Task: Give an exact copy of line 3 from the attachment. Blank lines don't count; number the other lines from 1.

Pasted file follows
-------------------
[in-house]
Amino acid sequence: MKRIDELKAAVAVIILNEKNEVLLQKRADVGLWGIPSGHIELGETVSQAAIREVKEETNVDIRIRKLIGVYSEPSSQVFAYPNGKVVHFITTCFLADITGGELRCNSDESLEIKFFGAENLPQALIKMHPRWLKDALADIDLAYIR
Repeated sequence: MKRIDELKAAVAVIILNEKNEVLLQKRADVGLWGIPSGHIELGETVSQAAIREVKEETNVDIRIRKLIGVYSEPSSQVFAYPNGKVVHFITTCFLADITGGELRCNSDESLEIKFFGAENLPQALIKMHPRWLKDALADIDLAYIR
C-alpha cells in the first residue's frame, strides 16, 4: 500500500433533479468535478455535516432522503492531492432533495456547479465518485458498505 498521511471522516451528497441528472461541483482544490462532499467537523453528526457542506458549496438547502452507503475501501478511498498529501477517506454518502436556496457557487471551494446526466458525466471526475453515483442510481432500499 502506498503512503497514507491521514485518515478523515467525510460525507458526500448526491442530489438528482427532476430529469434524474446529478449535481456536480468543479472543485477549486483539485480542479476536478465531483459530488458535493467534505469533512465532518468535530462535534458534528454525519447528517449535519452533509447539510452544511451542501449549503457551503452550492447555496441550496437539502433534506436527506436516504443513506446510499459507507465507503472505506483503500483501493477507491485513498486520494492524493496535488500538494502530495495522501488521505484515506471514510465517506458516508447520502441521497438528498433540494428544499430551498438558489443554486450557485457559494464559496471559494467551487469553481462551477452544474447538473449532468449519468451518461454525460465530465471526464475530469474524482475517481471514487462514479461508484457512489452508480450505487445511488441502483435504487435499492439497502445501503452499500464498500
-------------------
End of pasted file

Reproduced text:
Repeated sequence: MKRIDELKAAVAVIILNEKNEVLLQKRADVGLWGIPSGHIELGETVSQAAIREVKEETNVDIRIRKLIGVYSEPSSQVFAYPNGKVVHFITTCFLADITGGELRCNSDESLEIKFFGAENLPQALIKMHPRWLKDALADIDLAYIR